Raleigh, N.C. — In the midst of fine-tuning a settlement to end a federal investigation into fraudulent Medicare billing practices at WakeMed, CEO Bill Atkinson tried Friday to put employees at ease about the ongoing legal case.
"WakeMed has learned from its mistakes and has put processes, procedures and additional training in place to ensure the mistakes do not occur again," Atkinson said in the email. "Please do not allow this issue to alter your opinion of WakeMed or distract you from your work."
Federal investigators have accused the Raleigh hospital of routinely billing Medicare for inpatient stays by people who had undergone cardiac treatments, even if they were discharged the same day as the treatment and never spent the night. Federal court documents also allege that WakeMed physician orders to discharge patients were frequently overwritten so Medicare could be billed.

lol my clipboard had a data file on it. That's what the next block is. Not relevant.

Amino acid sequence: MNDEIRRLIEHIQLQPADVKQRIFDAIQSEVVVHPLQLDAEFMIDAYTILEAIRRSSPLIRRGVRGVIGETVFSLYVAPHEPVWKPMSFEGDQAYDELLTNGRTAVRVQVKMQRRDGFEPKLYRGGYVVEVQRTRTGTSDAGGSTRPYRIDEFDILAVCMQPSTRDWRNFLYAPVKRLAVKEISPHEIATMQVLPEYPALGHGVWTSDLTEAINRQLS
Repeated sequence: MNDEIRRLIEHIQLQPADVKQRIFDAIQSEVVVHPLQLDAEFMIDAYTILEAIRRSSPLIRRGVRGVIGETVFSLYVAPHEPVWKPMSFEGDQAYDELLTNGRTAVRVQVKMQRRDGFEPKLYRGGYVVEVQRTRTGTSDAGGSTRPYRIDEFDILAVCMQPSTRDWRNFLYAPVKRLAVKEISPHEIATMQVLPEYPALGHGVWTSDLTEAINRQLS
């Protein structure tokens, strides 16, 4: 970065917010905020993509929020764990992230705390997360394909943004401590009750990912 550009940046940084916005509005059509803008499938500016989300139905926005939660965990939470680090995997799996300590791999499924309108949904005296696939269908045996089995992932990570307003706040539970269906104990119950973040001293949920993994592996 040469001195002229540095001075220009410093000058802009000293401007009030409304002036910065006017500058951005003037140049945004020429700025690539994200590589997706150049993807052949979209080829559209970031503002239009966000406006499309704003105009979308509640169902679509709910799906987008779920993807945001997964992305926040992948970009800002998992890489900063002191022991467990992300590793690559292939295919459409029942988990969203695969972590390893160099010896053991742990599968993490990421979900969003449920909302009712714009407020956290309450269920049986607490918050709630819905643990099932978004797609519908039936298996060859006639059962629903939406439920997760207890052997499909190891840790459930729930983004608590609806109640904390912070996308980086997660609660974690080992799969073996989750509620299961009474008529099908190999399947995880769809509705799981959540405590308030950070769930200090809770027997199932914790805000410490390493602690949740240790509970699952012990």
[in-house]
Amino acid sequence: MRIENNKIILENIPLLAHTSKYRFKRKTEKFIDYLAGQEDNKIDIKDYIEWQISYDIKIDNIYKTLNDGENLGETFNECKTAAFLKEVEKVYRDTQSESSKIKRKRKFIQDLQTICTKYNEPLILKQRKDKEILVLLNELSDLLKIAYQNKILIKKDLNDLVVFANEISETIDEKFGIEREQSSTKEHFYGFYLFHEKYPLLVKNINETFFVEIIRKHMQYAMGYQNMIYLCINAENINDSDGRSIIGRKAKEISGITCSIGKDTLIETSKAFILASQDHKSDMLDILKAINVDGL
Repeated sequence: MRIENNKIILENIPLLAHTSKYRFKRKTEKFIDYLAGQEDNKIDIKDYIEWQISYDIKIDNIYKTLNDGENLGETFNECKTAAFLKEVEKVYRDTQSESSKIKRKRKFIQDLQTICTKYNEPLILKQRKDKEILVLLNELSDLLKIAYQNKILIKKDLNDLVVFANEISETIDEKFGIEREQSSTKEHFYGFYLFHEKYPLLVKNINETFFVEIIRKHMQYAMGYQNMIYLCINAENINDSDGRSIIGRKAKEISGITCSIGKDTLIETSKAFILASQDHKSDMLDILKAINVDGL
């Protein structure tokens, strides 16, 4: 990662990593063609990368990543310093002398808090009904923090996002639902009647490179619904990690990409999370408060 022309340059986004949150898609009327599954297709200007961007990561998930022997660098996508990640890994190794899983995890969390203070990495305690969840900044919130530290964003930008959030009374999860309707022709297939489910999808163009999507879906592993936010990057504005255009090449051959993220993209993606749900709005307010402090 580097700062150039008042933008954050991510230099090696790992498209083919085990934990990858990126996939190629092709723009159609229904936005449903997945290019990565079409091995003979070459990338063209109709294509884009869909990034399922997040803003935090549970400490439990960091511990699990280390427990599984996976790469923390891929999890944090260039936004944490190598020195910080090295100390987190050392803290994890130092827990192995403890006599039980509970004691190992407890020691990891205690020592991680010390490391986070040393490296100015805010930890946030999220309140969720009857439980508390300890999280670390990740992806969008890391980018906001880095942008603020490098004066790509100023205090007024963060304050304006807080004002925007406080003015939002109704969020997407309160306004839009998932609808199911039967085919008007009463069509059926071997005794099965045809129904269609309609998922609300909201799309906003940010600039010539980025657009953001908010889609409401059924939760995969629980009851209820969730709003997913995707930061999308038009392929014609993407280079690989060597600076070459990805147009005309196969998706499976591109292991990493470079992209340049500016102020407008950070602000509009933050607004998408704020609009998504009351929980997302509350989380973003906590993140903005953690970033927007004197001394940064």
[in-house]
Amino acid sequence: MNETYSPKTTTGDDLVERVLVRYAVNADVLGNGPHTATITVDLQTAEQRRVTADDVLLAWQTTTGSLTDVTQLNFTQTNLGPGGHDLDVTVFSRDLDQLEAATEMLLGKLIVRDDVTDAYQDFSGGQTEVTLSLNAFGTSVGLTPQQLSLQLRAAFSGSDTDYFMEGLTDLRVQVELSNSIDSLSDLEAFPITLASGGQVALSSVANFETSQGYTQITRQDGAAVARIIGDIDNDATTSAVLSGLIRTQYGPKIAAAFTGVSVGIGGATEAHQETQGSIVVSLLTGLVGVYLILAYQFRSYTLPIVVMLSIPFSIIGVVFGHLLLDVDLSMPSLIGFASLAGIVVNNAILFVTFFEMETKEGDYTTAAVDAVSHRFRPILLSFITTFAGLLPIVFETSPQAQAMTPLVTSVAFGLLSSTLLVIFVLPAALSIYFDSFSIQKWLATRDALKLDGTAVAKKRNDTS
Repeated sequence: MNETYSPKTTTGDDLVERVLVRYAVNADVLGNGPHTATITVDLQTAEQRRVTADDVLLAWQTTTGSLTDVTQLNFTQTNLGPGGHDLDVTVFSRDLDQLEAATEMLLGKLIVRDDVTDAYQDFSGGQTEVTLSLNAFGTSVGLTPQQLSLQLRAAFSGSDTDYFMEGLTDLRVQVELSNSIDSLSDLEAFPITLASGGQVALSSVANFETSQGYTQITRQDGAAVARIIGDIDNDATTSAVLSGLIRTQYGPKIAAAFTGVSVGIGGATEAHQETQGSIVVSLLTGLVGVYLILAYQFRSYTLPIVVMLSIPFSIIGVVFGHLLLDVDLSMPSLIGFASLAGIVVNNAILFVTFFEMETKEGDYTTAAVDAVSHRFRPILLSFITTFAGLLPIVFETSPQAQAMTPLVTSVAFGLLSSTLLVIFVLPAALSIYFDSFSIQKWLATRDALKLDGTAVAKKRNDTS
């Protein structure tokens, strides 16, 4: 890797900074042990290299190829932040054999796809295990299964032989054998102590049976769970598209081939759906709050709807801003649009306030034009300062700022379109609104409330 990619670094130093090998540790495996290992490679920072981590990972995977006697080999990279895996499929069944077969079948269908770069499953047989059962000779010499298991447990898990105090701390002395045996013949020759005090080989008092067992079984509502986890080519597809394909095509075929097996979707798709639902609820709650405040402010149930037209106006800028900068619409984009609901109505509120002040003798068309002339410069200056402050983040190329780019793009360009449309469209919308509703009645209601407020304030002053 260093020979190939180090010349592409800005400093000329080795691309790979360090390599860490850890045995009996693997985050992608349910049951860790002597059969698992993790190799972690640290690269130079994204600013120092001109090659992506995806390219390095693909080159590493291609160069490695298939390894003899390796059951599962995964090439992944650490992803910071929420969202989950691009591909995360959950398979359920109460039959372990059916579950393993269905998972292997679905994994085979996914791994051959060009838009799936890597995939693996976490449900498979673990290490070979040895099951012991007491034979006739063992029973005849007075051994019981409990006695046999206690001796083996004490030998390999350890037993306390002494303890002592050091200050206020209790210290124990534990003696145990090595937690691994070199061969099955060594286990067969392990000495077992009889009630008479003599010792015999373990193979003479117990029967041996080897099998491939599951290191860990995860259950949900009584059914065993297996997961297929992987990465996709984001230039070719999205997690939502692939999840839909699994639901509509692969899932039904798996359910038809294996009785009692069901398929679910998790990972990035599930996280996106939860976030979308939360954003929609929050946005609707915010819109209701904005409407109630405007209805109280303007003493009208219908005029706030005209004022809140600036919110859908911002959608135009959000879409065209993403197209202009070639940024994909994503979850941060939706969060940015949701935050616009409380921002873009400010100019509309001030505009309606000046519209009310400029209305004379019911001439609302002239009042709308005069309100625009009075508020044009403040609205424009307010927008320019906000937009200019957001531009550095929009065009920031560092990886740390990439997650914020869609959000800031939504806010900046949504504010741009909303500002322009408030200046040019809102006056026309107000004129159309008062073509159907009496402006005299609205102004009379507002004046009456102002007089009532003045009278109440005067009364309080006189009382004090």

Atkinson said in his email that he couldn't comment on the "active legal case," but said last month that the hospital never intended to defraud the government.
Prosecutors worked with WakeMed to iron out a $8 million settlement that would defer prosecution on charges of making material false statements relating to health care matters and aiding and abetting for two years. The agreement allowed that, if WakeMed complied with the terms of the settlement during that two-year deferment, the charges would be dismissed.
On Thursday, however, U.S. District Judge Terrence Boyle declined to sign off on the settlement agreement and asked prosecutors why WakeMed and some of its employees weren't indicted. He delayed a decision in the case until Feb. 5.
Atkinson told employees that WakeMed is working diligently to provide the information Boyle needs to agree to the settlement.